Title: Effect of fermentation with Saccharomyces cerevisiae strain PJ69-4 on the phytic acid, raffinose, and stachyose contents of soybean meal Authors
|Tudor, Kerry -|
|Jones, Marjorie -|
|Holt, Jonathan -|
|Wiegand, Bryon -|
Submitted to: Animal Feed Science And Technology
Publication Type: Peer Reviewed Journal
Publication Acceptance Date: July 1, 2013
Publication Date: September 20, 2013
Repository URL: http://handle.nal.usda.gov/10113/61952
Citation: Tudor, K.W., Jones, M.A., Hughes, S.R., Holt, J.P., Wiegand, B.R. 2013. Effect of fermentation with Saccharomyces cerevisiae strain PJ69-4 on the phytic acid, raffinose, and stachyose contents of soybean meal. The Professional Animal Scientist. 29:529-534. Interpretive Summary: This manuscript describes using a strain of baker’s yeast strain to identify a safe microorganism that is capable of reducing levels of phosphorus excreted by farm animals. Soybean meal has high levels of phytic acid, an unusable source of phosphorous. In this research, soybean meal fermented with two different strains of yeast were compared. Both test strains reduced phytic acid levels to near or below detectable level. This research is expected to impact the feed industry by providing a way to make new animal feed, through these fermentations, that will slightly increase total phosphorus, reduce fructose, and remove phytic acid, sucrose, raffinose and stachyose. This will result in a more useful animal feed, potentially capable of significant increases in animal body weight for market when placed in feeding lot scenarios.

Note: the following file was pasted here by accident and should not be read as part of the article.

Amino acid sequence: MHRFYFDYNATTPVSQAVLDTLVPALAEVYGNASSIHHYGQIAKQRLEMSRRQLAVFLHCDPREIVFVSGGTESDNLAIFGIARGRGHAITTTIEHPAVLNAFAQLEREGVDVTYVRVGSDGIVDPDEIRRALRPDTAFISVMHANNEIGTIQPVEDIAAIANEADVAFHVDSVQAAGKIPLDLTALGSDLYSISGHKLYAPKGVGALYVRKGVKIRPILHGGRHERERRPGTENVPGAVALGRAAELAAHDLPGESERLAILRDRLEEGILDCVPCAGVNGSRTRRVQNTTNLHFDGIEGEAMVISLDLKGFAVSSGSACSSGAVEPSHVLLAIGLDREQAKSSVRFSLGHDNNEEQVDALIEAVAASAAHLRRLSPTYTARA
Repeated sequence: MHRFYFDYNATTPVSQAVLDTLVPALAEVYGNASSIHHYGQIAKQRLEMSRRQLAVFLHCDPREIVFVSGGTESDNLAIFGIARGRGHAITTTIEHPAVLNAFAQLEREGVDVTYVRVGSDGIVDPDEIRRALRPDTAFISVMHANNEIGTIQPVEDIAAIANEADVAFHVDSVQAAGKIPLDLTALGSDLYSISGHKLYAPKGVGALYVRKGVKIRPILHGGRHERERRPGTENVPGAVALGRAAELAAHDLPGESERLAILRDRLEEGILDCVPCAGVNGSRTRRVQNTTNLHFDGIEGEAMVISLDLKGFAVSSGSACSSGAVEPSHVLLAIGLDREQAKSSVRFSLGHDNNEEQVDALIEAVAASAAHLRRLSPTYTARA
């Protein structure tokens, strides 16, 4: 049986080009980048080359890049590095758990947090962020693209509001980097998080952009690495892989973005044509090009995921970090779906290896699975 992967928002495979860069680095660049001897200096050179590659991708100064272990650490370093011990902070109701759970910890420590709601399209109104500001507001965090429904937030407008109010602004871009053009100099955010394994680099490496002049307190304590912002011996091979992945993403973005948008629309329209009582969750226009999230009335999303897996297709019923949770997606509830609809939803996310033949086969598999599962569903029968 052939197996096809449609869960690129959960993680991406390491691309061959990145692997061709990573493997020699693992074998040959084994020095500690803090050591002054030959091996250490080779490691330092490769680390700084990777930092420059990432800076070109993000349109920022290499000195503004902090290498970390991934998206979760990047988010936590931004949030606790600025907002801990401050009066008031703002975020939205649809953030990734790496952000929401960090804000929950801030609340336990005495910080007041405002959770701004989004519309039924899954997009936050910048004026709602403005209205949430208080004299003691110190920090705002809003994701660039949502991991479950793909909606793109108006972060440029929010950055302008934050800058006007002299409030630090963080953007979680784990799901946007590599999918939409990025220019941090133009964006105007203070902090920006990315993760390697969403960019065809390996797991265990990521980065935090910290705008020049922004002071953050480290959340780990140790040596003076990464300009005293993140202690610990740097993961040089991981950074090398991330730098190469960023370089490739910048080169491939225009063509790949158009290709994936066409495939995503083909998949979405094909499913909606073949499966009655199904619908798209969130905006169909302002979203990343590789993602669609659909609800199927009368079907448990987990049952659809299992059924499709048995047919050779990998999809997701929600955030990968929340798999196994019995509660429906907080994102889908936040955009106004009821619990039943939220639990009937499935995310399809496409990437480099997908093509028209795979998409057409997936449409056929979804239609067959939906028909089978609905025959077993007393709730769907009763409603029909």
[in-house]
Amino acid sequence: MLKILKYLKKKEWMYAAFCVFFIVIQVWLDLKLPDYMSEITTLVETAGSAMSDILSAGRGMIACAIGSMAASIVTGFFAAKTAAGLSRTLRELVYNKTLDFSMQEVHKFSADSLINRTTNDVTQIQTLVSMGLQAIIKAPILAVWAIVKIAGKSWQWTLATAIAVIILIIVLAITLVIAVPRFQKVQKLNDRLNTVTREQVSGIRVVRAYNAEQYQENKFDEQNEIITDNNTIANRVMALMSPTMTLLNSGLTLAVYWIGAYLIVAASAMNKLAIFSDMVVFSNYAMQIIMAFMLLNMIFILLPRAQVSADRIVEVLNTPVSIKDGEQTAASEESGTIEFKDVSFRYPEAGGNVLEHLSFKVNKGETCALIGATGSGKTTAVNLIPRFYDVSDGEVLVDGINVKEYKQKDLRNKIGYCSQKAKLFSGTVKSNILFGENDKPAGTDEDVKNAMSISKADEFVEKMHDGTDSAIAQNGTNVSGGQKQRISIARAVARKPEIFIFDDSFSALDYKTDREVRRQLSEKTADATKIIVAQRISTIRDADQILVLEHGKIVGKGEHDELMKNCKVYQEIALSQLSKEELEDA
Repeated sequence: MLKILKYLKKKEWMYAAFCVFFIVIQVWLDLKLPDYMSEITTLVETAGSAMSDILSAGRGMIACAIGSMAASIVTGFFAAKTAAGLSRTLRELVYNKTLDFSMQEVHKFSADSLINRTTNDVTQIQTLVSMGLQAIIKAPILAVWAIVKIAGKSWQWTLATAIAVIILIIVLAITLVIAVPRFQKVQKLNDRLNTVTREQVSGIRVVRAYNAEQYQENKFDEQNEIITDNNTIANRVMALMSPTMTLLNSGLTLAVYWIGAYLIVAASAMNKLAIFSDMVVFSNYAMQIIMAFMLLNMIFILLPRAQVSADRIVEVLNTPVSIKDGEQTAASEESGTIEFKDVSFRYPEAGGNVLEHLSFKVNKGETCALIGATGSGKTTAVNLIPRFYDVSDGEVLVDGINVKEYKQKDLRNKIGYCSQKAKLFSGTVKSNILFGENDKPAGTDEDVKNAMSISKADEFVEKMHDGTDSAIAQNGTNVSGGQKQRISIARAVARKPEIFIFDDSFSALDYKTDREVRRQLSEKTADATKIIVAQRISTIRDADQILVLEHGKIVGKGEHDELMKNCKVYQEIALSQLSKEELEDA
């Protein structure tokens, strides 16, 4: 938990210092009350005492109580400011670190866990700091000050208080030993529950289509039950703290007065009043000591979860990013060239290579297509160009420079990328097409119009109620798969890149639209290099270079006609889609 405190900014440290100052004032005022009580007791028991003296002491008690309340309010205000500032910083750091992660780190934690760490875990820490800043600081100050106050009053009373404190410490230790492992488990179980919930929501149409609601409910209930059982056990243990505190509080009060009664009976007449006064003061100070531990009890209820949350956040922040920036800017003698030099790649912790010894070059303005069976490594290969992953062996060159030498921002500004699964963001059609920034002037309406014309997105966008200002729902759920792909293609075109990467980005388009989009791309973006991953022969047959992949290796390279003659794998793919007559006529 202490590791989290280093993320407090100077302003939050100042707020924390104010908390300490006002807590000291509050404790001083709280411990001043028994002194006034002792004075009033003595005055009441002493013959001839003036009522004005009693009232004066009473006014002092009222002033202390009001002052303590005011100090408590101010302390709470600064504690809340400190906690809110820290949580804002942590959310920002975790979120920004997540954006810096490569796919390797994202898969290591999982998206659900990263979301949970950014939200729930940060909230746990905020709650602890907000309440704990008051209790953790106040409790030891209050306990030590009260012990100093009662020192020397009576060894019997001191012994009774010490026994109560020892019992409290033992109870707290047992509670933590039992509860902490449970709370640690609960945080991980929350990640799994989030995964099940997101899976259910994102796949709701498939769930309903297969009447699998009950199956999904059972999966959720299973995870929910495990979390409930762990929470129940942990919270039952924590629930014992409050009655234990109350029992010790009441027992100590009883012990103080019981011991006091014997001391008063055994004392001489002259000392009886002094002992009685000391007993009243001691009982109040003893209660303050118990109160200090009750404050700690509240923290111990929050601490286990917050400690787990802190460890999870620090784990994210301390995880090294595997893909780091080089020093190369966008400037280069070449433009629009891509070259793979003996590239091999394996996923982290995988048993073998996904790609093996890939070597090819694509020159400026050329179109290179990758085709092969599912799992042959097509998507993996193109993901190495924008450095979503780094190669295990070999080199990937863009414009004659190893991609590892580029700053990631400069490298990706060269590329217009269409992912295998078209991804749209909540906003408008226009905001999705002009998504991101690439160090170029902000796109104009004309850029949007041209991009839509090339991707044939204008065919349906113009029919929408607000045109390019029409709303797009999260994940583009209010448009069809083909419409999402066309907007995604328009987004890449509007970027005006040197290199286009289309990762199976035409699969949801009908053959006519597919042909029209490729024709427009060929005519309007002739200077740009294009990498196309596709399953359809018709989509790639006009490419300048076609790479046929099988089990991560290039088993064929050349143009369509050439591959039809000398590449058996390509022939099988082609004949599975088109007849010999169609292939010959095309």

Technical Abstract: Three experiments were conducted to determine the impact of submerged fermentation procedures using Saccharomyces cerevisiae baker’s yeast strain PJ69-4a on degradation of phytic acid and the raffinosaccharides, raffinose, and stachyose, in soybean meal. The goal of the research was to identify a non-toxin producing microorganism that is capable of reducing levels of phosphorus-containing phytate excreted by farm animals. In the first experiment, soybean meal fermented with S. cerevisiae strain PJ69-4a yeast (diploid) was compared with soybean meal fermented with S. cerevisiae strain PJ69-4a yeast cloned with the PHO5 gene to potentially increase phytase activity. Both treatments reduced phytic acid levels to near or below detectable levels. Total phosphorus values were the same for all samples. In the second experiment, a 150-gram batch of fermented soybean meal was compared with a 450-gram batch similarly fermented. After fermentation, the amounts of total phosphorus, phytic acid, fructose, and total sugars were lower in the 450-gram batch compared to the 150-gram batch. The amounts of sucrose, raffinose, and stachyose were reduced below detectable levels in both the large and small batches. In the third experiment, 60-gram samples from 450-gram batches of fermented soybean meal were compared with 60-gram samples of non-fermented, heated soybean meal, and 60-gram samples of non-heated, non-fermented soybean meal. Fermentation increased total phosphorus slightly, reduced fructose very slightly, and reduced phytic acid, sucrose, raffinose, and stachyose below detectable levels compared to non-fermented samples. Heating had little impact on total phosphorus, phytic acid, and selected carbohydrates compared to non-heated, non-fermented samples. Most importantly, heating alone did not reduce phytic acid to levels observed with fermentation. Results indicated that submerged fermentation of soybean meal with baker’s yeast S. cerevisiae PJ69-4a can effectively degrade phytic acid in addition to the raffinosaccharides, raffinose, and stachyose.